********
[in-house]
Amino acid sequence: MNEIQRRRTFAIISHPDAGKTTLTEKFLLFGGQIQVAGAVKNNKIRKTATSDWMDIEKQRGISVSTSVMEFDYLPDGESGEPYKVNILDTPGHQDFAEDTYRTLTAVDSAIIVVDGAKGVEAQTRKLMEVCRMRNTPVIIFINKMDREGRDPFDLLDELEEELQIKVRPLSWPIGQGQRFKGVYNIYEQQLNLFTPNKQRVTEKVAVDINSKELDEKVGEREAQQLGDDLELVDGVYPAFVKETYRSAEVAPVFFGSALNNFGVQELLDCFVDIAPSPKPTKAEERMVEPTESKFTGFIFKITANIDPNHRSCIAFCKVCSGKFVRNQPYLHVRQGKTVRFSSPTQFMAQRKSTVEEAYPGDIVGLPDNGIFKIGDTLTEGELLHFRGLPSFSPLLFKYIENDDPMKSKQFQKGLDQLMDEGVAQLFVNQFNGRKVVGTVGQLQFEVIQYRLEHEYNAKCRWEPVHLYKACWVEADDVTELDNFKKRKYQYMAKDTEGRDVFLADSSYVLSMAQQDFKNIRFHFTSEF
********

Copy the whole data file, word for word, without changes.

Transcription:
[in-house]
Amino acid sequence: MNEIQRRRTFAIISHPDAGKTTLTEKFLLFGGQIQVAGAVKNNKIRKTATSDWMDIEKQRGISVSTSVMEFDYLPDGESGEPYKVNILDTPGHQDFAEDTYRTLTAVDSAIIVVDGAKGVEAQTRKLMEVCRMRNTPVIIFINKMDREGRDPFDLLDELEEELQIKVRPLSWPIGQGQRFKGVYNIYEQQLNLFTPNKQRVTEKVAVDINSKELDEKVGEREAQQLGDDLELVDGVYPAFVKETYRSAEVAPVFFGSALNNFGVQELLDCFVDIAPSPKPTKAEERMVEPTESKFTGFIFKITANIDPNHRSCIAFCKVCSGKFVRNQPYLHVRQGKTVRFSSPTQFMAQRKSTVEEAYPGDIVGLPDNGIFKIGDTLTEGELLHFRGLPSFSPLLFKYIENDDPMKSKQFQKGLDQLMDEGVAQLFVNQFNGRKVVGTVGQLQFEVIQYRLEHEYNAKCRWEPVHLYKACWVEADDVTELDNFKKRKYQYMAKDTEGRDVFLADSSYVLSMAQQDFKNIRFHFTSEF